There are so many networking groups out there, and I personally really enjoy networking and meeting people, that it is so easy to end up spending all your time networking rather than actually working on your business.
So, before you start, work out what you want to achieve. Are you looking for support and encouragement; to learn from other business owners; to meet potential clients or customers; to find suppliers, coaches or investors? This will help guide you as to which groups to join, and which are the most effective. Your time is precious so be prepared to move on if a particular group isn’t meeting your needs.
Once you’ve found the right group, then there are a few classic mistakes you really want to avoid.
Here are my top five networking clangers:
- Not taking no for an answer
Often when people first start a business their enthusiasm for what they do borders into pushiness – which is off-putting! We have all come across people who are preachy and won’t take no for an answer. Chances are you didn’t buy from them, or if you did, you felt pressured and uncomfortable. So, yes, be passionate, but avoid being pushy; your product or service isn’t right for everyone.
- Not speaking clearly
Mumbling, addressing the floor, and speaking so quietly you can’t be heard, means your fellow attendees will have no idea what your name is or what you do. This is a missed opportunity. My recommendation is to stand up as this helps to project your voice, and look at people around the room, not just one person. Try look at someone’s forehead rather than their eyes – its less intimidating! Also practice in front of a mirror or another person, and ask for feedback from someone you trust.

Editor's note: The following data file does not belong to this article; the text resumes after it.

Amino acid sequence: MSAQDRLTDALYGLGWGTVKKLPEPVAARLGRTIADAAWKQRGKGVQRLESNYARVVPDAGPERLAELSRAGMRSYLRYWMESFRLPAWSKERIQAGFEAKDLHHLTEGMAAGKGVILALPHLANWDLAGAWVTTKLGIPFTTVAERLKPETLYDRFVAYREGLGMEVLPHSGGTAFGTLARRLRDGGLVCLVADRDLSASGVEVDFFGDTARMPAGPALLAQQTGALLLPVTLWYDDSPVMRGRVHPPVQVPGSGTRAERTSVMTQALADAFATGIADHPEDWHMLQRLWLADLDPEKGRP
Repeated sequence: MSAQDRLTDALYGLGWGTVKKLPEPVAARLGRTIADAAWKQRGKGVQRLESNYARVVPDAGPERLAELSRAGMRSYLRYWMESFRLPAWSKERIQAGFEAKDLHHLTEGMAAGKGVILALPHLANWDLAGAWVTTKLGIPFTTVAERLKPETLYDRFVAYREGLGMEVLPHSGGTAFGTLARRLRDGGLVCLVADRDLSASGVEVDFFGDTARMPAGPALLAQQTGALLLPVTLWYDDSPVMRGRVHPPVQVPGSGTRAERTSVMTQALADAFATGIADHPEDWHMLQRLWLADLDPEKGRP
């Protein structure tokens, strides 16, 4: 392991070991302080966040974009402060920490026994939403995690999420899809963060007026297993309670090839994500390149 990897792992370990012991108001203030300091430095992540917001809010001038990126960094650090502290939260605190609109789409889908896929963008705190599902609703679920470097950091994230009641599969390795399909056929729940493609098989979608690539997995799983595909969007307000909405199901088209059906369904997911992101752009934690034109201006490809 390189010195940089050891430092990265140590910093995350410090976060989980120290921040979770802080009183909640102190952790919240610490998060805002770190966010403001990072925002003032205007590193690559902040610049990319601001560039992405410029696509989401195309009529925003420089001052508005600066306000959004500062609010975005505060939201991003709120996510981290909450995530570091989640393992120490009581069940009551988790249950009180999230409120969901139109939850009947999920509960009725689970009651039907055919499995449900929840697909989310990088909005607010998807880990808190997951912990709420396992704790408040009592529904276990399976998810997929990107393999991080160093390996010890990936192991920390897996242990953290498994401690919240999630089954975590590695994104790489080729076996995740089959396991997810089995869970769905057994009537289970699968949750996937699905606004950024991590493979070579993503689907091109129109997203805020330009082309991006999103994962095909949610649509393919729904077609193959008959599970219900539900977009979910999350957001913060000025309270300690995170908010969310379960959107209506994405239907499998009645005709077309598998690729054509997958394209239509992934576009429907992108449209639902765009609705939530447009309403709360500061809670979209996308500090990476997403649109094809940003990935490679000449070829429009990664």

- Not keeping to time
It’s amazing how many people do not actually know how long one minute lasts and so take five! This is disrespectful of people’s time and a sure-fire way to get them to switch off. Aim for around 120-150 words for a one-minute pitch and make sure your pitch is concise, builds interest and is memorable. Time is valuable so respect it and others will respect you.
- Not committing
Some people turn up to a networking group once, force their business cards on everyone, add the entire group to their email newsletters and then never turn up again. And then they complain that networking doesn’t work! It takes time to build up relationships, so once you’ve chosen which is the right group for you, attend consistently, wait to be asked before handing out your business card, and arrange those one-to-ones to really get to know people.
- Not being interested
Networking is not about selling. It’s about building relationships. When you approach other networkers, show genuine interest in them and what they do before even mentioning what you do. Build rapport and connection. Because without connection, they will quite simply never buy from you or refer you. It takes time – but the payoff makes it worthwhile.
Avoid the mistakes above and you’ll find that networking that can give your start-up business a great boost.
About the Author
Sue Fish is from Toastmasters International, a non-profit educational organisation that teaches public speaking and leadership skills through a worldwide network of meeting locations. Headquartered in Rancho Santa Margarita, California, the organisation’s membership exceeds 352,000 in more than 16,400 clubs in 141 countries. Since 1924, Toastmasters International has helped people of all backgrounds become more confident in front of an audience. There are more than 300 clubs in the UK and Ireland with over 7,500 members. To find your local club: www.toastmasters.org Follow @Toastmasters on Twitter.